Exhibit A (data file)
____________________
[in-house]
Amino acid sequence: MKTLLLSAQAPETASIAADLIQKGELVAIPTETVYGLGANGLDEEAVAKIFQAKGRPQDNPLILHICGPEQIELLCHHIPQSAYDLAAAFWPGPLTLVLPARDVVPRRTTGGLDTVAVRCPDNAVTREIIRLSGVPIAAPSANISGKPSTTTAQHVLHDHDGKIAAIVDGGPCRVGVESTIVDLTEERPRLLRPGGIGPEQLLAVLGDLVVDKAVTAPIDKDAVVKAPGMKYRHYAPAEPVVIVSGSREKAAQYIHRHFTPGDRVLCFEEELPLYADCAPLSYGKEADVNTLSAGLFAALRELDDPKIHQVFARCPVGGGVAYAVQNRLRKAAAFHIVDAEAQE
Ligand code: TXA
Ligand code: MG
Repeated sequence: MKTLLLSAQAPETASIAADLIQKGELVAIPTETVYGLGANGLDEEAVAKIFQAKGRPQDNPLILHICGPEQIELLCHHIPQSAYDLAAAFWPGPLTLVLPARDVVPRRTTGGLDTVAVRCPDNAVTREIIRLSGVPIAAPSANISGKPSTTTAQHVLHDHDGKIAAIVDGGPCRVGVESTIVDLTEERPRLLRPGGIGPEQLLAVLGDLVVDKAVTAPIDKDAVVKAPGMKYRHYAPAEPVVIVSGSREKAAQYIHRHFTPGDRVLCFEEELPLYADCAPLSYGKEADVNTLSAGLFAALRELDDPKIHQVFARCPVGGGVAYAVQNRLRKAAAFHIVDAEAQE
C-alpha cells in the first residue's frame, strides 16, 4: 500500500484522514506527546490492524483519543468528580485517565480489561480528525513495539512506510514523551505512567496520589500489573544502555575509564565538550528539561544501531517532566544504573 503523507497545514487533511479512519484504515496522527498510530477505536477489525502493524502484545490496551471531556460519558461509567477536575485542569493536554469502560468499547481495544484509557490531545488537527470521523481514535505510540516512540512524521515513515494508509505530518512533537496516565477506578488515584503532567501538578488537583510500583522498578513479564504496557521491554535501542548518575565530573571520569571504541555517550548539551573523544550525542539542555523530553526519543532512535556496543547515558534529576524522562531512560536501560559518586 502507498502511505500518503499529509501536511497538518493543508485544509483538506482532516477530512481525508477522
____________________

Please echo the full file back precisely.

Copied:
[in-house]
Amino acid sequence: MKTLLLSAQAPETASIAADLIQKGELVAIPTETVYGLGANGLDEEAVAKIFQAKGRPQDNPLILHICGPEQIELLCHHIPQSAYDLAAAFWPGPLTLVLPARDVVPRRTTGGLDTVAVRCPDNAVTREIIRLSGVPIAAPSANISGKPSTTTAQHVLHDHDGKIAAIVDGGPCRVGVESTIVDLTEERPRLLRPGGIGPEQLLAVLGDLVVDKAVTAPIDKDAVVKAPGMKYRHYAPAEPVVIVSGSREKAAQYIHRHFTPGDRVLCFEEELPLYADCAPLSYGKEADVNTLSAGLFAALRELDDPKIHQVFARCPVGGGVAYAVQNRLRKAAAFHIVDAEAQE
Ligand code: TXA
Ligand code: MG
Repeated sequence: MKTLLLSAQAPETASIAADLIQKGELVAIPTETVYGLGANGLDEEAVAKIFQAKGRPQDNPLILHICGPEQIELLCHHIPQSAYDLAAAFWPGPLTLVLPARDVVPRRTTGGLDTVAVRCPDNAVTREIIRLSGVPIAAPSANISGKPSTTTAQHVLHDHDGKIAAIVDGGPCRVGVESTIVDLTEERPRLLRPGGIGPEQLLAVLGDLVVDKAVTAPIDKDAVVKAPGMKYRHYAPAEPVVIVSGSREKAAQYIHRHFTPGDRVLCFEEELPLYADCAPLSYGKEADVNTLSAGLFAALRELDDPKIHQVFARCPVGGGVAYAVQNRLRKAAAFHIVDAEAQE
C-alpha cells in the first residue's frame, strides 16, 4: 500500500484522514506527546490492524483519543468528580485517565480489561480528525513495539512506510514523551505512567496520589500489573544502555575509564565538550528539561544501531517532566544504573 503523507497545514487533511479512519484504515496522527498510530477505536477489525502493524502484545490496551471531556460519558461509567477536575485542569493536554469502560468499547481495544484509557490531545488537527470521523481514535505510540516512540512524521515513515494508509505530518512533537496516565477506578488515584503532567501538578488537583510500583522498578513479564504496557521491554535501542548518575565530573571520569571504541555517550548539551573523544550525542539542555523530553526519543532512535556496543547515558534529576524522562531512560536501560559518586 502507498502511505500518503499529509501536511497538518493543508485544509483538506482532516477530512481525508477522